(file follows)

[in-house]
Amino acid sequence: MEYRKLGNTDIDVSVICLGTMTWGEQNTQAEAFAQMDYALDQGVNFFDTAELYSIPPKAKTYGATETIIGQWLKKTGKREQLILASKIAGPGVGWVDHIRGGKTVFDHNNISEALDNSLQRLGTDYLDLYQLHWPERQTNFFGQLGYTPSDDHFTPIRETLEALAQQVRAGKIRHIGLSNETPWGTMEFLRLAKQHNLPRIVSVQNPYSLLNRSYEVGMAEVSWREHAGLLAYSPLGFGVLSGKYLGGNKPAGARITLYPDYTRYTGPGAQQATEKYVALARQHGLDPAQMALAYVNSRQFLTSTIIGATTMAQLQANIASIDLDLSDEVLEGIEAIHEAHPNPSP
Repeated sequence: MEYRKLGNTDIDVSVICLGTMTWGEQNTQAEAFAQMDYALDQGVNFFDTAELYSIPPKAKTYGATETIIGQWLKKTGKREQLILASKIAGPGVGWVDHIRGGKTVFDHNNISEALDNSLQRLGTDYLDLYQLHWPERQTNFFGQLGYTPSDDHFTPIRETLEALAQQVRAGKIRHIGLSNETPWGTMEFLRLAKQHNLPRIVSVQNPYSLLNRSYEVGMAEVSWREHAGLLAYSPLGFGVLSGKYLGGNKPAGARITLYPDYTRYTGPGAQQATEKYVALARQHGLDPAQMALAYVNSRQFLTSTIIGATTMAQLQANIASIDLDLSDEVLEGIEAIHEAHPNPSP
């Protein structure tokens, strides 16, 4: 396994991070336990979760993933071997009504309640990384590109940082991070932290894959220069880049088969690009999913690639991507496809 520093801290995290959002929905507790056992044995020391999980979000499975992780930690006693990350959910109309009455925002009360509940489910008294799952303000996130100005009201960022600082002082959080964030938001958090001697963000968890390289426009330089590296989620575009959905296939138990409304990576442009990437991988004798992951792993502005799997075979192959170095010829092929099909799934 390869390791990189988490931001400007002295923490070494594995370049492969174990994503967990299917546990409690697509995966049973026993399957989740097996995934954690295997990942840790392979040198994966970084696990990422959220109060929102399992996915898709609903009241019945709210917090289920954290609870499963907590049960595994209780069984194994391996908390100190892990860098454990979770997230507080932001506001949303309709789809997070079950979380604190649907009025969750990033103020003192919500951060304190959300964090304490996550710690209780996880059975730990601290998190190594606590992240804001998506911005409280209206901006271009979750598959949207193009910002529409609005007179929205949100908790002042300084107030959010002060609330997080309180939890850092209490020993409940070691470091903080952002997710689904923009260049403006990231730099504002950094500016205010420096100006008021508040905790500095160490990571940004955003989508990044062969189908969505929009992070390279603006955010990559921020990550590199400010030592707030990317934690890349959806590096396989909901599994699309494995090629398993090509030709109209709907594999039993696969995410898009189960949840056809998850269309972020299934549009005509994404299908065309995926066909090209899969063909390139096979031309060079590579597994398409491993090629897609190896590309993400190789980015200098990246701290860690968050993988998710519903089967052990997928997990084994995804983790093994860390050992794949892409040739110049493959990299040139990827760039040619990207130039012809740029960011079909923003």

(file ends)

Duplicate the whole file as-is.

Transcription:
[in-house]
Amino acid sequence: MEYRKLGNTDIDVSVICLGTMTWGEQNTQAEAFAQMDYALDQGVNFFDTAELYSIPPKAKTYGATETIIGQWLKKTGKREQLILASKIAGPGVGWVDHIRGGKTVFDHNNISEALDNSLQRLGTDYLDLYQLHWPERQTNFFGQLGYTPSDDHFTPIRETLEALAQQVRAGKIRHIGLSNETPWGTMEFLRLAKQHNLPRIVSVQNPYSLLNRSYEVGMAEVSWREHAGLLAYSPLGFGVLSGKYLGGNKPAGARITLYPDYTRYTGPGAQQATEKYVALARQHGLDPAQMALAYVNSRQFLTSTIIGATTMAQLQANIASIDLDLSDEVLEGIEAIHEAHPNPSP
Repeated sequence: MEYRKLGNTDIDVSVICLGTMTWGEQNTQAEAFAQMDYALDQGVNFFDTAELYSIPPKAKTYGATETIIGQWLKKTGKREQLILASKIAGPGVGWVDHIRGGKTVFDHNNISEALDNSLQRLGTDYLDLYQLHWPERQTNFFGQLGYTPSDDHFTPIRETLEALAQQVRAGKIRHIGLSNETPWGTMEFLRLAKQHNLPRIVSVQNPYSLLNRSYEVGMAEVSWREHAGLLAYSPLGFGVLSGKYLGGNKPAGARITLYPDYTRYTGPGAQQATEKYVALARQHGLDPAQMALAYVNSRQFLTSTIIGATTMAQLQANIASIDLDLSDEVLEGIEAIHEAHPNPSP
């Protein structure tokens, strides 16, 4: 396994991070336990979760993933071997009504309640990384590109940082991070932290894959220069880049088969690009999913690639991507496809 520093801290995290959002929905507790056992044995020391999980979000499975992780930690006693990350959910109309009455925002009360509940489910008294799952303000996130100005009201960022600082002082959080964030938001958090001697963000968890390289426009330089590296989620575009959905296939138990409304990576442009990437991988004798992951792993502005799997075979192959170095010829092929099909799934 390869390791990189988490931001400007002295923490070494594995370049492969174990994503967990299917546990409690697509995966049973026993399957989740097996995934954690295997990942840790392979040198994966970084696990990422959220109060929102399992996915898709609903009241019945709210917090289920954290609870499963907590049960595994209780069984194994391996908390100190892990860098454990979770997230507080932001506001949303309709789809997070079950979380604190649907009025969750990033103020003192919500951060304190959300964090304490996550710690209780996880059975730990601290998190190594606590992240804001998506911005409280209206901006271009979750598959949207193009910002529409609005007179929205949100908790002042300084107030959010002060609330997080309180939890850092209490020993409940070691470091903080952002997710689904923009260049403006990231730099504002950094500016205010420096100006008021508040905790500095160490990571940004955003989508990044062969189908969505929009992070390279603006955010990559921020990550590199400010030592707030990317934690890349959806590096396989909901599994699309494995090629398993090509030709109209709907594999039993696969995410898009189960949840056809998850269309972020299934549009005509994404299908065309995926066909090209899969063909390139096979031309060079590579597994398409491993090629897609190896590309993400190789980015200098990246701290860690968050993988998710519903089967052990997928997990084994995804983790093994860390050992794949892409040739110049493959990299040139990827760039040619990207130039012809740029960011079909923003």